Real estate really is local. Real estate is heavily regulated at the state level and the rules and laws are different in each state.
I was reading some real estate advice on one of those big national real estate web sites. I thought that some of the advice was good but some of it did not apply or wasn’t appropriate for Minnesota.
Business practices seem to vary from one part of the state to another. They do things differently in Saint Cloud and in Mankato than we do them in St. Paul. If you would like to buy or sell a home find a St. Paul agent.
Minnesota real estate is regulated by the Minnesota Department of Commerce. The Minnesota attorney generals web site had excellent consumer information for persons who want to buy, sell or rent property in Minnesota.
These guides are far better than the generic information I have seen on the big real estate web sites that sell homes and advertise refrigerators all on the same page.
Even the terminology used during a real estate transaction is different in say California than it is in Minnesota.
The Attorney General’s office doesn’t sell anything not even refrigerators.
Check on these guides for Minnesota real estate information:
I have been notified three times this year that systems containing my private data have been hacked, compromised or breached.
One breach was in a company that has my social security number even though I haven’t done any work for them for eight years.
When I asked them to take my information out of their database they told me that they can not and that they keep personal data because sometimes people work for them again.
My advice is to choose your employers wisely because they may keep your personal data in their systems forever.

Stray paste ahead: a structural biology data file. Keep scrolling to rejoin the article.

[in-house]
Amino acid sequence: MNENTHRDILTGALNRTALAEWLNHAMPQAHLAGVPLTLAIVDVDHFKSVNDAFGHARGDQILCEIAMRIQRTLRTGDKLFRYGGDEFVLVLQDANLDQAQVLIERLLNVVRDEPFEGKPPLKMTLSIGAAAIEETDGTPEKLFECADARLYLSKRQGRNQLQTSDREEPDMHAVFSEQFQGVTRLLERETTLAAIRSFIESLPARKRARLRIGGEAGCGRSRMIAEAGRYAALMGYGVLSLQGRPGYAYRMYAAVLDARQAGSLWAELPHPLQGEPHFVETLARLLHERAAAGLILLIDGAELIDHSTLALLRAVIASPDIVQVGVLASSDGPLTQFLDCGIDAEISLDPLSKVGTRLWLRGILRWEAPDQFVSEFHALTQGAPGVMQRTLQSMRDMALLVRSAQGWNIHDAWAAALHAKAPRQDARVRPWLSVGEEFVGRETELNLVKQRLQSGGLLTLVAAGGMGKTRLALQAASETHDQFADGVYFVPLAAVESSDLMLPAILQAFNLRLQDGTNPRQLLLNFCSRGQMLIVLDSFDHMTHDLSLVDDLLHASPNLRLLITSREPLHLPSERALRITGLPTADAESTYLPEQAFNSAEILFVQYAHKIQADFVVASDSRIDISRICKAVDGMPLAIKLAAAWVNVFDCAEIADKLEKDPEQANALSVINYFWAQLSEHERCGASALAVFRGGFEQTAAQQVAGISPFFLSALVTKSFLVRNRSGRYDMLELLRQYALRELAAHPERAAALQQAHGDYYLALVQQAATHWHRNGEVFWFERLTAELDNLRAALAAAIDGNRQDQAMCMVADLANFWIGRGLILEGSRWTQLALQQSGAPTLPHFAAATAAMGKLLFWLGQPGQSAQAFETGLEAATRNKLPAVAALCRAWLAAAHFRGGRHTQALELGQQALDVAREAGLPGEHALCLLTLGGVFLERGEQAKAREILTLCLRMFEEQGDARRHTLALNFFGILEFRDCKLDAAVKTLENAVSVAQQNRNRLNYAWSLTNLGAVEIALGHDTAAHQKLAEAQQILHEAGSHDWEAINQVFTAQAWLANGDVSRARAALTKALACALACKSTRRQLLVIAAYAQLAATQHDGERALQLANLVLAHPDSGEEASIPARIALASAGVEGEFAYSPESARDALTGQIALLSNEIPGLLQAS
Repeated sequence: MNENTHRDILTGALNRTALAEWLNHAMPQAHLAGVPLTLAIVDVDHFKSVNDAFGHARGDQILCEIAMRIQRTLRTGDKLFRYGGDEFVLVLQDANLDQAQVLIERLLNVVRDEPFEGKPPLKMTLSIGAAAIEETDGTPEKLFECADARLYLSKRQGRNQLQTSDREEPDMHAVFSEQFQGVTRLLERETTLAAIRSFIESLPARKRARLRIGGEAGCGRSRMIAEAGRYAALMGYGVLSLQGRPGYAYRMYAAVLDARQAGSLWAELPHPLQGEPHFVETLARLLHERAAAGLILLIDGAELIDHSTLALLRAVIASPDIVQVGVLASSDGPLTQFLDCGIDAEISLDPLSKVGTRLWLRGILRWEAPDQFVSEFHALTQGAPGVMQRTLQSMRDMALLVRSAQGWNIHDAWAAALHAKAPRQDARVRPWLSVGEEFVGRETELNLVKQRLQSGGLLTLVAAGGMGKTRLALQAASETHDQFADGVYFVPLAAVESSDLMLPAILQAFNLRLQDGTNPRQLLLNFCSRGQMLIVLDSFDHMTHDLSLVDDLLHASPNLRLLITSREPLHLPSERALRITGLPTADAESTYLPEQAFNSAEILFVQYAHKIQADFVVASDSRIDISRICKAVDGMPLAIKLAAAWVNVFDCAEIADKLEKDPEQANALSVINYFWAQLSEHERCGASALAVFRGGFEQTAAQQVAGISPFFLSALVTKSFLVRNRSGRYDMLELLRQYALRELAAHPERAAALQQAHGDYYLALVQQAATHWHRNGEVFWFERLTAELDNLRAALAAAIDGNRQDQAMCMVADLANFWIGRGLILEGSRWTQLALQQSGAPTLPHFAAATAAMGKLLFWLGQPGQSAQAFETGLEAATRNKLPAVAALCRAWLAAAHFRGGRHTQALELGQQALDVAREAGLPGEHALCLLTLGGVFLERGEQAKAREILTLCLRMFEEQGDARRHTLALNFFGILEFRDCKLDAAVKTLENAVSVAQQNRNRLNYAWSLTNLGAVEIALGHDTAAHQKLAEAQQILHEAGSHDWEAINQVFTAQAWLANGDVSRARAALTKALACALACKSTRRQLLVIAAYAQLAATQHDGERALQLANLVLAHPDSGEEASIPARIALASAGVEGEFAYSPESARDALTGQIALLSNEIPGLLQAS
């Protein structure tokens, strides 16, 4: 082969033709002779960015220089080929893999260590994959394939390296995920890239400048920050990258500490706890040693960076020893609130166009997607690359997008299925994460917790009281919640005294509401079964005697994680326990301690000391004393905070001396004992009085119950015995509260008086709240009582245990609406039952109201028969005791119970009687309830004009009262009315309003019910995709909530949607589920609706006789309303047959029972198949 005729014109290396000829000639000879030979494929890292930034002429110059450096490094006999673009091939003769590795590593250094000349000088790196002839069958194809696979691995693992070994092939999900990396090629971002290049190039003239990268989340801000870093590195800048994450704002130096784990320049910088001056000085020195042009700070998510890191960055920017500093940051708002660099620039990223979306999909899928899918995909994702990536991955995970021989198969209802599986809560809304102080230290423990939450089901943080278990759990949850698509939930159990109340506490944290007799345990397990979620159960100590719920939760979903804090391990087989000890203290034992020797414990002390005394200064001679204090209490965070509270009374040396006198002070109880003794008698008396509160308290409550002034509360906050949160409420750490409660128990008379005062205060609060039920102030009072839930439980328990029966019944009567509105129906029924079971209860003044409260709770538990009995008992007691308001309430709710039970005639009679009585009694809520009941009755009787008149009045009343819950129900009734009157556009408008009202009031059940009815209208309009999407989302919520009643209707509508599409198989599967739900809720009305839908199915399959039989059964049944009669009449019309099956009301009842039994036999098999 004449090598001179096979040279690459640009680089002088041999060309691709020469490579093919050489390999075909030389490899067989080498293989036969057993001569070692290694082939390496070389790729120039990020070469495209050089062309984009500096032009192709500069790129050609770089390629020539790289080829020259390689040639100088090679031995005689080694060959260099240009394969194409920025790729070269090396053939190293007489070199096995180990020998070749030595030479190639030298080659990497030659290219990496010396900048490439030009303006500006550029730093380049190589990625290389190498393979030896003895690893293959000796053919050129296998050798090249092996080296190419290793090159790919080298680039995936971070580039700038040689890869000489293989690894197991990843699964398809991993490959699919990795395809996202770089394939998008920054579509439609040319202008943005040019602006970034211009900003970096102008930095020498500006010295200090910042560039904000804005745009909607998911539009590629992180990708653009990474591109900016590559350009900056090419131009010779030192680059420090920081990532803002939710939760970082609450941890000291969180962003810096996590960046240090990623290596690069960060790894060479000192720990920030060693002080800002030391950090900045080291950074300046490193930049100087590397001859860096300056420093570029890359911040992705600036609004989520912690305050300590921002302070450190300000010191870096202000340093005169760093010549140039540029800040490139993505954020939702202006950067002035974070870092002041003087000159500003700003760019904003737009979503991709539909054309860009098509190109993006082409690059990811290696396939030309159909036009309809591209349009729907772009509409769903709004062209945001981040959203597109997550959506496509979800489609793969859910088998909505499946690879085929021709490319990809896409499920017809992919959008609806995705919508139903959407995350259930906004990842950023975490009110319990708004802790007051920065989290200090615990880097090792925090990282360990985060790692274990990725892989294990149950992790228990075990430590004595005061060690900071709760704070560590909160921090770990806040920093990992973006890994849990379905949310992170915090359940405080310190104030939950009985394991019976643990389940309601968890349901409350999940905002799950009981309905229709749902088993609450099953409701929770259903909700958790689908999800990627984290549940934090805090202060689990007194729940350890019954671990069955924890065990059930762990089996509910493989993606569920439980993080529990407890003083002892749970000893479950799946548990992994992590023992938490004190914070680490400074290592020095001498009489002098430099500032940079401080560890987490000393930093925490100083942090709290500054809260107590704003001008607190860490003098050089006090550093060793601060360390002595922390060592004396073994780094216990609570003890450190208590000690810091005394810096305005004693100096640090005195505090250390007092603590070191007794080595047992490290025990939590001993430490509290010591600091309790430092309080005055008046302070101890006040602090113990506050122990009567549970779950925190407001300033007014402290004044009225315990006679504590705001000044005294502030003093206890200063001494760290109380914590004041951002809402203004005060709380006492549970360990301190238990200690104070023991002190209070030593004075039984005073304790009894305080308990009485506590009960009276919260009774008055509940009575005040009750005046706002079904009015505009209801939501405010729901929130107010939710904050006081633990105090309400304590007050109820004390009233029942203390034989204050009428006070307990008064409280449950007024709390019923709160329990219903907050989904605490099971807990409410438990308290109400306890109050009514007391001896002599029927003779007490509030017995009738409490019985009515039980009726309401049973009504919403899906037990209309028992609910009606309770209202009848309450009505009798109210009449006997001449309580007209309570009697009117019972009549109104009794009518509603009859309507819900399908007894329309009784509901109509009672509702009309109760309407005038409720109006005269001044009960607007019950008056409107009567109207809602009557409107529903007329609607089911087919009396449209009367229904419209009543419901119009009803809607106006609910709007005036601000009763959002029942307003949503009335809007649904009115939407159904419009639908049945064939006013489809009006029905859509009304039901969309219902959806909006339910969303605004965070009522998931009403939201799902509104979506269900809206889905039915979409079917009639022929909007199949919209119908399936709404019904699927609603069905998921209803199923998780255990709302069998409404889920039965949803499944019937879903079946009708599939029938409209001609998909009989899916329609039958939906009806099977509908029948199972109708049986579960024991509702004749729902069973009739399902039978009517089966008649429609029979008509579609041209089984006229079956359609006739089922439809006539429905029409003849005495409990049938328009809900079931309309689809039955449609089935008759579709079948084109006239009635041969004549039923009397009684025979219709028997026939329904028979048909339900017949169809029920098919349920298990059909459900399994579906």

The social security number was invented in 1939. A lot has changed since then. The social security number is supposed to be used for just one thing, to track social security, yet I can not renew my drivers license or my real estate license or even get medical care without using my social security number.
How can data be considered private if 30 to 50 entities can demand it before they provide services.
There are companies that are making money by offering to protect our data. Some of the money being paid for identity protection services is going right back to the credit bureau that got hacked a few times. What a scam.
Identity protection services could be a scam. We don’t have any proof that they work or that they monitor anything.
I am getting a lot of emails from companies trying to scare me into buying identity protection and monitoring services. The free monitoring I am getting because of data breaches will eventually expire and I’ll have to pay for it. What a scam!
Identity theft can ruin a credit rating. Crooks use identify information to open new credit card accounts and then they go shopping.
People with low credit ratings have trouble renting apartments and qualifying for a home loan. The Fair Credit Reporting Act (FCRA) permits employers to request credit reports on job applicants and existing employees. That doesn’t sound at all fair to me.
The best interest rates go to the people with the best credit scores. There will be people who have trouble buying a home or who have to wait to buy a home because of identify theft.
The Fair Credit Reporting Act was passed in 1970 to ensure fairness, accuracy and privacy of the personal information contained in the files of the credit reporting agencies.